Members of a London-based cycling club, who cycled from Makkah to Madinah in February to raise money to provide life-saving surgery for children with congenital heart defects, travelled to Tanzania last week to meet some of the families and children they supported.
H&K Cycle Club raised an incredible £128,000 as 30 members of the club took on the gruelling challenge of cycling 350 miles from the holy cities of Makkah to Madinah – following in the footsteps of Prophet Muhammad who made the same journey, known as the Hijrah (migration).
Joining forces with the charity Muntada Aid and their Little Hearts project, the funds were used to provide surgeries for 60 children at the Jakaya Kikwete Cardiac Institute (JKCI), in Dar es Salaam, Tanzania.
“We started this institute in 2015 but at that time we didn’t manage to do a lot of procedures on children,” said Dr Peter Richard Kisenge, executive director, Jakaya Kikwete Cardiac Institute.
“We were taking patients (children) to India for surgery which costs 20 million Tanzanian shillings (per child) which is equivalent to almost $10,000. Most of our patients couldn’t go to India because of their poor socio-economic status.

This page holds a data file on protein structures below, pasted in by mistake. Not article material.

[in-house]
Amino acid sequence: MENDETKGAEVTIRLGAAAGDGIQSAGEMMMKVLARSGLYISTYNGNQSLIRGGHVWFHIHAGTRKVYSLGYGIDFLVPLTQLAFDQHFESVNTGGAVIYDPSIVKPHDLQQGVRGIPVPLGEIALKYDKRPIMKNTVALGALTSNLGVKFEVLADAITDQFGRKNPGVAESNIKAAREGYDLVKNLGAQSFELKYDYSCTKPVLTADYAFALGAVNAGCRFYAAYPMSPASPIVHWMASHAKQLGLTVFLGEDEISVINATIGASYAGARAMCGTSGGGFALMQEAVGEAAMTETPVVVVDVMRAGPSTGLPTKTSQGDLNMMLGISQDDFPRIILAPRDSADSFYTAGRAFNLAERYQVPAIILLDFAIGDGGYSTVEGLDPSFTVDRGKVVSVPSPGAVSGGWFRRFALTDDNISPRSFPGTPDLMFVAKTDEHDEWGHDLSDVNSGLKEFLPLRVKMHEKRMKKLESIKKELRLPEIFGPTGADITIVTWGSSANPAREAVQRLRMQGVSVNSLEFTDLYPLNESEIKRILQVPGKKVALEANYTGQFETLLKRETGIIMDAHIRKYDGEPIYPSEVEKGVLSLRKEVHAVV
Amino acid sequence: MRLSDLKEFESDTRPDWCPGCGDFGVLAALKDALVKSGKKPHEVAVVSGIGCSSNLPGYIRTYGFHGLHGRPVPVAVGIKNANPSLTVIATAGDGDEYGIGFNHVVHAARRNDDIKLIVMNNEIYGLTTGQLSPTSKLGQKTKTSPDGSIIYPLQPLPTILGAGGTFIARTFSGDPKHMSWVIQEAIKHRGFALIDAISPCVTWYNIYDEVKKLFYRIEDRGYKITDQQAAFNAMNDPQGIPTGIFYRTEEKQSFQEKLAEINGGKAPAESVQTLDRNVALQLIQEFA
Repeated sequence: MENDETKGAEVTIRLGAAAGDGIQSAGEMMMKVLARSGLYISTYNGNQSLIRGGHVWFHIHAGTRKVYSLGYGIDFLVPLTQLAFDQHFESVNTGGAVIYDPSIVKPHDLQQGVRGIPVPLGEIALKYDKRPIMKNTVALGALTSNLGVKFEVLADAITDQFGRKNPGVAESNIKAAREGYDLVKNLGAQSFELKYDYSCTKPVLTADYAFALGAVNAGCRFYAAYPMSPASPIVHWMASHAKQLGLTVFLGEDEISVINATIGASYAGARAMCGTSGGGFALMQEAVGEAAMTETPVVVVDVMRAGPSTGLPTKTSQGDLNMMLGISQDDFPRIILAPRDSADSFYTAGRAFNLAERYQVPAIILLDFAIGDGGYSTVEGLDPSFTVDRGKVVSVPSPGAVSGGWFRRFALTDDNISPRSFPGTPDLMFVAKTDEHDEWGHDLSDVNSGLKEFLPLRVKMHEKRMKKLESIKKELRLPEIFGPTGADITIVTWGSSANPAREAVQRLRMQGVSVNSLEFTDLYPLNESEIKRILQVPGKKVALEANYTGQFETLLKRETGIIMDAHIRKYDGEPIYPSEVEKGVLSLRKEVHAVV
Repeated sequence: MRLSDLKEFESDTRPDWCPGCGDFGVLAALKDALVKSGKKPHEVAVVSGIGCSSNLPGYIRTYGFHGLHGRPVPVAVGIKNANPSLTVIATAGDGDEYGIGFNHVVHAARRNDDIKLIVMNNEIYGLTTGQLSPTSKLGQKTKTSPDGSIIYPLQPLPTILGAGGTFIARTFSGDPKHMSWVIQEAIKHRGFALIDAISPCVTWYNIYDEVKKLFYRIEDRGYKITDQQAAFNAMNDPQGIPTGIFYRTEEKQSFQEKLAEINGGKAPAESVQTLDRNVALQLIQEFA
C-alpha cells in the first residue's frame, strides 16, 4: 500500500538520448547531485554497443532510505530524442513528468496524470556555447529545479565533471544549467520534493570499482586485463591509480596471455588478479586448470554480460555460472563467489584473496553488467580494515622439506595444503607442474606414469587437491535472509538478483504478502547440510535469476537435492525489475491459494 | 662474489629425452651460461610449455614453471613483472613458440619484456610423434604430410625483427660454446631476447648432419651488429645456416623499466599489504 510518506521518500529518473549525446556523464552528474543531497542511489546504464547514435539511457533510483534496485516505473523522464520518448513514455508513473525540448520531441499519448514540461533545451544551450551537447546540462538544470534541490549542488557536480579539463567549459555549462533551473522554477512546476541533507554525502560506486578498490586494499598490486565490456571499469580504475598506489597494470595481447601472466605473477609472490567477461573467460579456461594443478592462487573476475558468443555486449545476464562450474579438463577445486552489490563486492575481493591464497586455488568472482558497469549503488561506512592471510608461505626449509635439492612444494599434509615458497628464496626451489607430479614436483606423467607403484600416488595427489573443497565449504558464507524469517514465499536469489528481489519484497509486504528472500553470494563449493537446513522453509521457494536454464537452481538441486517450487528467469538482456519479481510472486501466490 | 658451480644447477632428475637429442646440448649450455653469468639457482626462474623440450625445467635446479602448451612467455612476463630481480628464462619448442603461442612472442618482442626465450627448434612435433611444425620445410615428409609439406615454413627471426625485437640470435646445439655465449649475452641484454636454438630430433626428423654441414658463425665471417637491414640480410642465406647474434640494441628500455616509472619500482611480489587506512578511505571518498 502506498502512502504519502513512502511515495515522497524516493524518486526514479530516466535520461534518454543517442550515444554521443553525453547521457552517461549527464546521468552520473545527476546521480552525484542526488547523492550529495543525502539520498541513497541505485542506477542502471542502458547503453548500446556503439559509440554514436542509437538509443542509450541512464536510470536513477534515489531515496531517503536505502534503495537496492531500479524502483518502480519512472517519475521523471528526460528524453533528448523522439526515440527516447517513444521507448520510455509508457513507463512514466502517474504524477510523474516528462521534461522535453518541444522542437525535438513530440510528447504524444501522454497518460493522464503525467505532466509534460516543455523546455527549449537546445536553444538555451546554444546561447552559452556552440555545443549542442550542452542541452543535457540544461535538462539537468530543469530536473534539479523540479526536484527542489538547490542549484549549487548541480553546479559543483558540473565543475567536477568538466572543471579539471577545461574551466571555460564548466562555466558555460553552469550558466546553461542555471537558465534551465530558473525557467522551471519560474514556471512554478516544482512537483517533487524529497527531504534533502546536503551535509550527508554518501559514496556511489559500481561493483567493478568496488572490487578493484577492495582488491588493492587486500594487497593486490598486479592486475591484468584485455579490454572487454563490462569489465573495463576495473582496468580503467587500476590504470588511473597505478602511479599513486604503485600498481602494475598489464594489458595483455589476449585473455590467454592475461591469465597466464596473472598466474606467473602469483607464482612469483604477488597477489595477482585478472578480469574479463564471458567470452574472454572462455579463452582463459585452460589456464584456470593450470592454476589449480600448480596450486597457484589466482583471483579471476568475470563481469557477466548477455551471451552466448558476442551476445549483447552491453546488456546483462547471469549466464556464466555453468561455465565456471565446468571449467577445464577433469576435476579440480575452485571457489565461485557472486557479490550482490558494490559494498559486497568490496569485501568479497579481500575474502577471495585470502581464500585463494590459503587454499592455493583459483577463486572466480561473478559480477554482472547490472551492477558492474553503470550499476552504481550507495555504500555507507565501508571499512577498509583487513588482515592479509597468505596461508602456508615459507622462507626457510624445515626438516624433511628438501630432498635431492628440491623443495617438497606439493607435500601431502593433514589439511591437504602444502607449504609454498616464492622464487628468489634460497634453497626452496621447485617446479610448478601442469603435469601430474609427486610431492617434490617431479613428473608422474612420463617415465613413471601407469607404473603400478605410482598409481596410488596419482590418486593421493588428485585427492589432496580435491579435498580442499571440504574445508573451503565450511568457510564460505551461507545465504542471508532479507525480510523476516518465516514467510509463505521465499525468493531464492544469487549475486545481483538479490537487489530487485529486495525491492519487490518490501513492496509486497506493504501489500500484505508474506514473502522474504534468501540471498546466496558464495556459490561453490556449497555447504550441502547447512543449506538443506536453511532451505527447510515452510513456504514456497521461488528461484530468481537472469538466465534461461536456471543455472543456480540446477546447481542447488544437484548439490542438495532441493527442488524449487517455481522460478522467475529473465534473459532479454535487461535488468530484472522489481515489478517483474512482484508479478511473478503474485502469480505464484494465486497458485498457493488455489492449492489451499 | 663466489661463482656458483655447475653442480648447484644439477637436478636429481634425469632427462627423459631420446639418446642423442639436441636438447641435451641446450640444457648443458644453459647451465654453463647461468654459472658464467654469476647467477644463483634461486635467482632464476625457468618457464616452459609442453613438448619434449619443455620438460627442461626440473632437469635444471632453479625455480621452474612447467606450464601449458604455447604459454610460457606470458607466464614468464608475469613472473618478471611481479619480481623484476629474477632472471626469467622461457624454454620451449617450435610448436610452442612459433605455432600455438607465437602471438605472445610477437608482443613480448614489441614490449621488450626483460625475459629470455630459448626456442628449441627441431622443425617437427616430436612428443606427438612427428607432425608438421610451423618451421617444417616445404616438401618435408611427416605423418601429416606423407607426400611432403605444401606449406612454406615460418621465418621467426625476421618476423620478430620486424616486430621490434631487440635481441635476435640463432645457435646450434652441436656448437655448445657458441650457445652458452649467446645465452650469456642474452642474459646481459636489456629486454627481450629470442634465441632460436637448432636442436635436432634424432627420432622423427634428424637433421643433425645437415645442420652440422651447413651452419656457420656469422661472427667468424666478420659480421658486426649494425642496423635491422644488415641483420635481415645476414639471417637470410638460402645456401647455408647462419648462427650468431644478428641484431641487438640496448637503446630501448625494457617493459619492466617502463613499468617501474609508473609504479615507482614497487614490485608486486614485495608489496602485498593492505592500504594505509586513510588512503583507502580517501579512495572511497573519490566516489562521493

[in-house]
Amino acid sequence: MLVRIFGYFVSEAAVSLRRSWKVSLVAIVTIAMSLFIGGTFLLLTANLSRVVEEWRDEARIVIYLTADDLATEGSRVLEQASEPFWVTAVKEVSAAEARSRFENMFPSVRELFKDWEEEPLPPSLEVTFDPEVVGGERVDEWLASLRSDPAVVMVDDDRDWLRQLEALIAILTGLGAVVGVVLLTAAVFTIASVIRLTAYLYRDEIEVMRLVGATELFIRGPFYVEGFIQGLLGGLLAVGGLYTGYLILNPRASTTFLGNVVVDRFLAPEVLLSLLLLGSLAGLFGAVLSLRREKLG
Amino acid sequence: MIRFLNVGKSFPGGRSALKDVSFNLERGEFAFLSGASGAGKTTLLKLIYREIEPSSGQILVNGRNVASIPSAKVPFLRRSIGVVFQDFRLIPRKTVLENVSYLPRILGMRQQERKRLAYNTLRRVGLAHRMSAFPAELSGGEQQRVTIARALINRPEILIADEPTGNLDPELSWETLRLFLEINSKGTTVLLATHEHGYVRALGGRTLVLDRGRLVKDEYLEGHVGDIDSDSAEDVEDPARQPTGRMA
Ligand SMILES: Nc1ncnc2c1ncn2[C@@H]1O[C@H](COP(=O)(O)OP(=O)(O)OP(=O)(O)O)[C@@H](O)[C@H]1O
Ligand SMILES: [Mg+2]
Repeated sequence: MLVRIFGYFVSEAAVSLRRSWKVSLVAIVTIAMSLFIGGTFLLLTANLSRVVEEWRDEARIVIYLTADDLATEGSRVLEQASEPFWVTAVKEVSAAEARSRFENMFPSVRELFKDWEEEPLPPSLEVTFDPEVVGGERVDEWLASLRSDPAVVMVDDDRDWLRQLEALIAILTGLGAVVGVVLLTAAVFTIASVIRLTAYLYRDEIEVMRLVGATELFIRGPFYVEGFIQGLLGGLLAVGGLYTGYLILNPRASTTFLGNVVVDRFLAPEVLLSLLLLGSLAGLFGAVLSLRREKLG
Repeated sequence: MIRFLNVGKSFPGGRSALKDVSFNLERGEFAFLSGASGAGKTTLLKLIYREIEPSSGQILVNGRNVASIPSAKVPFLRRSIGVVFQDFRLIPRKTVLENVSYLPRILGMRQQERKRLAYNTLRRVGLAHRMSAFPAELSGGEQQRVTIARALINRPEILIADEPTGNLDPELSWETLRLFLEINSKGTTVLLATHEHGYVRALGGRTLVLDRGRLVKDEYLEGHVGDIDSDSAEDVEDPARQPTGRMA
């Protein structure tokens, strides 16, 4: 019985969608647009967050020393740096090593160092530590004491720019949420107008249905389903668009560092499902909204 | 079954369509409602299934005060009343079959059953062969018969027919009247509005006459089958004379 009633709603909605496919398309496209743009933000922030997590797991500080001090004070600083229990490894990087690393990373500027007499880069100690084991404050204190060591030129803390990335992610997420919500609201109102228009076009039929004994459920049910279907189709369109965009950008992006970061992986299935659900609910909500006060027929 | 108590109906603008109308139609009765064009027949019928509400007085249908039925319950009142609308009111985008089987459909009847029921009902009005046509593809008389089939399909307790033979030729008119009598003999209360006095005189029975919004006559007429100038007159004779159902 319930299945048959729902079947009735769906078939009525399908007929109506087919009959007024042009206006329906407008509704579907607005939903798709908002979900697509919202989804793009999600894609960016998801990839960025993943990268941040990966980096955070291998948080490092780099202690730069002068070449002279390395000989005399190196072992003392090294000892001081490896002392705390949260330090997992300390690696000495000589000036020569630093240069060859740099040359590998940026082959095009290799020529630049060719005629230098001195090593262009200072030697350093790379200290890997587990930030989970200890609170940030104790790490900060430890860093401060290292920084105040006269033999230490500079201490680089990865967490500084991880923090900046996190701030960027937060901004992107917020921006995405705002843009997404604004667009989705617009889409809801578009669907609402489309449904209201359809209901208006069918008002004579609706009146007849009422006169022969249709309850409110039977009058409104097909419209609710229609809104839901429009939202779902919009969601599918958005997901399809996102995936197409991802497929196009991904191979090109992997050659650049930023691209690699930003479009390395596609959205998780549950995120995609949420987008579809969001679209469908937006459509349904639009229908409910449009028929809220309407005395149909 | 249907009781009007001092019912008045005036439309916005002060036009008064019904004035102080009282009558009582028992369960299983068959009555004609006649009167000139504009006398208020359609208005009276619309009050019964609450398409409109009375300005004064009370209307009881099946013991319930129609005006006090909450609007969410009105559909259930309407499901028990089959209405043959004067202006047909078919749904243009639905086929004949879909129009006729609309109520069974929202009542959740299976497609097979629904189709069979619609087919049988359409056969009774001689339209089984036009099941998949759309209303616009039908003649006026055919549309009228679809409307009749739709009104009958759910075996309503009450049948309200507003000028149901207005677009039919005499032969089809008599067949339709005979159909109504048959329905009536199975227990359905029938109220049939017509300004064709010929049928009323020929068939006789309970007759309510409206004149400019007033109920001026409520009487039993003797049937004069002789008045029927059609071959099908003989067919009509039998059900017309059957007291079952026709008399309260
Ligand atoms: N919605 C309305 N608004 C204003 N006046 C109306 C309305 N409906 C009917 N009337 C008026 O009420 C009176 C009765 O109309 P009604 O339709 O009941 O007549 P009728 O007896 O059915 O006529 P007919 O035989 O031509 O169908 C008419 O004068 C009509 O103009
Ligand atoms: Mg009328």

“Thank God to Muntada Aid who first came to us in 2015 and this is their seventh mission in the country. They have treated 477 children for various heart conditions. These patients probably would die prematurely if they didn’t get these interventions.
“I want to express my gratitude to Muntada Aid and H&K Cycle Club for helping the people of Tanzania, for helping the children. I hope the collaboration continues because the demand is very high. There are a lot of children who need the services we provide at our centre.”
Tanzania is the largest country in East Africa with a population of 61 million, 44 per cent of whom are less than 15 years old, making it one of the youngest populations in the world.
Congenital heart disease is the third leading cause of early death in children living in Tanzania, and access to adequate healthcare is scarce. For every 1,000 residents in Tanzania, there is only 0.02 physicians. In comparison, the United States has 26/1000.
Muntada Aid organised for a team of surgeons, nurses, anesthetists, doctors and perfusionists to come to the Jakaya Kikwete Cardiac Institute.